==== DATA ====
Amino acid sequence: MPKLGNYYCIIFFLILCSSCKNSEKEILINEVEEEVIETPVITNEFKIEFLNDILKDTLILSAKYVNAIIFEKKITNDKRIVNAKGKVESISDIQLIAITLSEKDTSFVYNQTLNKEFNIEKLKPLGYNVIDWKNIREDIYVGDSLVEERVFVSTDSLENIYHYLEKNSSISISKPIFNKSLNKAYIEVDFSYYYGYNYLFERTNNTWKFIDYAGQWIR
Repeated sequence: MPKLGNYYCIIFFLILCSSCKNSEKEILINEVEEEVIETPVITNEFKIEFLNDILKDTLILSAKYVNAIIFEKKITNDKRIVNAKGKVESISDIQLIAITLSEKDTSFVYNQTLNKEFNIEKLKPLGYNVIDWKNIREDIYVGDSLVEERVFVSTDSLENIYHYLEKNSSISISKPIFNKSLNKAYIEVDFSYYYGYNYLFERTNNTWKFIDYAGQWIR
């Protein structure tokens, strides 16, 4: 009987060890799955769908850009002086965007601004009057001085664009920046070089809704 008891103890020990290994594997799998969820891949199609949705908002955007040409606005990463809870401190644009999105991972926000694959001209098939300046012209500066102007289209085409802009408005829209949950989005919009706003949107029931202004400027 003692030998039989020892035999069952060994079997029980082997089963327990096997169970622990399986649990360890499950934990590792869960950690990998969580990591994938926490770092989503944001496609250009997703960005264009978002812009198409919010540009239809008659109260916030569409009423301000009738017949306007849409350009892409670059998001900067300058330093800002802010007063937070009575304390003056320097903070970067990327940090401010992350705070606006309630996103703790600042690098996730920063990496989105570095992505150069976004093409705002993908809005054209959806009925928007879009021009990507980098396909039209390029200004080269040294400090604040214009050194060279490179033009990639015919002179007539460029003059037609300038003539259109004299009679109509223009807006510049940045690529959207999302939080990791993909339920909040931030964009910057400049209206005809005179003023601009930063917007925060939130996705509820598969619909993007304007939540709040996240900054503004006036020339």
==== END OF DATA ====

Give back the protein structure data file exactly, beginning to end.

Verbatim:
Amino acid sequence: MPKLGNYYCIIFFLILCSSCKNSEKEILINEVEEEVIETPVITNEFKIEFLNDILKDTLILSAKYVNAIIFEKKITNDKRIVNAKGKVESISDIQLIAITLSEKDTSFVYNQTLNKEFNIEKLKPLGYNVIDWKNIREDIYVGDSLVEERVFVSTDSLENIYHYLEKNSSISISKPIFNKSLNKAYIEVDFSYYYGYNYLFERTNNTWKFIDYAGQWIR
Repeated sequence: MPKLGNYYCIIFFLILCSSCKNSEKEILINEVEEEVIETPVITNEFKIEFLNDILKDTLILSAKYVNAIIFEKKITNDKRIVNAKGKVESISDIQLIAITLSEKDTSFVYNQTLNKEFNIEKLKPLGYNVIDWKNIREDIYVGDSLVEERVFVSTDSLENIYHYLEKNSSISISKPIFNKSLNKAYIEVDFSYYYGYNYLFERTNNTWKFIDYAGQWIR
């Protein structure tokens, strides 16, 4: 009987060890799955769908850009002086965007601004009057001085664009920046070089809704 008891103890020990290994594997799998969820891949199609949705908002955007040409606005990463809870401190644009999105991972926000694959001209098939300046012209500066102007289209085409802009408005829209949950989005919009706003949107029931202004400027 003692030998039989020892035999069952060994079997029980082997089963327990096997169970622990399986649990360890499950934990590792869960950690990998969580990591994938926490770092989503944001496609250009997703960005264009978002812009198409919010540009239809008659109260916030569409009423301000009738017949306007849409350009892409670059998001900067300058330093800002802010007063937070009575304390003056320097903070970067990327940090401010992350705070606006309630996103703790600042690098996730920063990496989105570095992505150069976004093409705002993908809005054209959806009925928007879009021009990507980098396909039209390029200004080269040294400090604040214009050194060279490179033009990639015919002179007539460029003059037609300038003539259109004299009679109509223009807006510049940045690529959207999302939080990791993909339920909040931030964009910057400049209206005809005179003023601009930063917007925060939130996705509820598969619909993007304007939540709040996240900054503004006036020339």